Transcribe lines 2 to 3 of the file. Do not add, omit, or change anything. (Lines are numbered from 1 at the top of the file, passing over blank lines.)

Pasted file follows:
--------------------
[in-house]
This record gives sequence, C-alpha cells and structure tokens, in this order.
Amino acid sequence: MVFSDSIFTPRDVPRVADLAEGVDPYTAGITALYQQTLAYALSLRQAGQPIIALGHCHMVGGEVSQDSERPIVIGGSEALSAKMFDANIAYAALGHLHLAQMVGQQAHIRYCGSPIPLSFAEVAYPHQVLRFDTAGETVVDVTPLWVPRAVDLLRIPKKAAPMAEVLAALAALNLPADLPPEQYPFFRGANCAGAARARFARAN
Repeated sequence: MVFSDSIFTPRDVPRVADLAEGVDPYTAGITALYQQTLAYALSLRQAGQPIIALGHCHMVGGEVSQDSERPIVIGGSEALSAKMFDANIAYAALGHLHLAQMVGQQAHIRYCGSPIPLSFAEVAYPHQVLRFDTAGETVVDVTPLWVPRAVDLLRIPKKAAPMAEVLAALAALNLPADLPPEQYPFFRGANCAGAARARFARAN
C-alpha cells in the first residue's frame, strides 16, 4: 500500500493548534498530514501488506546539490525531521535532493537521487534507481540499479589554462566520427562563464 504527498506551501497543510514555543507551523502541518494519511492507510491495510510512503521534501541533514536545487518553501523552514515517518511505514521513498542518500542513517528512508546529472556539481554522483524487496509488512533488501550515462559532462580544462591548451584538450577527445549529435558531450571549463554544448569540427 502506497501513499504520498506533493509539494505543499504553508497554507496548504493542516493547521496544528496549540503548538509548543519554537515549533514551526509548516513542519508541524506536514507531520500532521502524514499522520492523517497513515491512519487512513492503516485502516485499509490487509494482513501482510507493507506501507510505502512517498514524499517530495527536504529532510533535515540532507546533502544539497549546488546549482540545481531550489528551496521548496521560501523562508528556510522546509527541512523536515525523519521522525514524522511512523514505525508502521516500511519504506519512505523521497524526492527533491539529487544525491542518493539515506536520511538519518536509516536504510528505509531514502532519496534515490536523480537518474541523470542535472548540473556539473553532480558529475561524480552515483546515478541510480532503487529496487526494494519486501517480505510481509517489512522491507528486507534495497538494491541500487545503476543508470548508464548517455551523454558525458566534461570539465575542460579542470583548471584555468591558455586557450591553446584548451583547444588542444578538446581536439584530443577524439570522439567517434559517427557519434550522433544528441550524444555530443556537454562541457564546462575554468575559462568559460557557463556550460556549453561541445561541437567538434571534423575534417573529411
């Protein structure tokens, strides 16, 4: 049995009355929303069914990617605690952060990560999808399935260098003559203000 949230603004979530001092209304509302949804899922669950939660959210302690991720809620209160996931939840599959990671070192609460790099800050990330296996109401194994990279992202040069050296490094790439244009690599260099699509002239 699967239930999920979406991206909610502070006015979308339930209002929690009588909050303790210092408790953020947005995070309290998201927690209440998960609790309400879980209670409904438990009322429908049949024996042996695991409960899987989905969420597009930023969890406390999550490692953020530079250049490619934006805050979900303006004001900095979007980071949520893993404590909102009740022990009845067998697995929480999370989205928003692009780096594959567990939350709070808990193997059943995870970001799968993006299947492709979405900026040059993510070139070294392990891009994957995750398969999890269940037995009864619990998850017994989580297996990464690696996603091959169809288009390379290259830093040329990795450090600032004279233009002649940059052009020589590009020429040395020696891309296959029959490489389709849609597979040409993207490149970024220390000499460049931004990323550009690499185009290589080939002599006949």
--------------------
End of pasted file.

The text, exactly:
This record gives sequence, C-alpha cells and structure tokens, in this order.
Amino acid sequence: MVFSDSIFTPRDVPRVADLAEGVDPYTAGITALYQQTLAYALSLRQAGQPIIALGHCHMVGGEVSQDSERPIVIGGSEALSAKMFDANIAYAALGHLHLAQMVGQQAHIRYCGSPIPLSFAEVAYPHQVLRFDTAGETVVDVTPLWVPRAVDLLRIPKKAAPMAEVLAALAALNLPADLPPEQYPFFRGANCAGAARARFARAN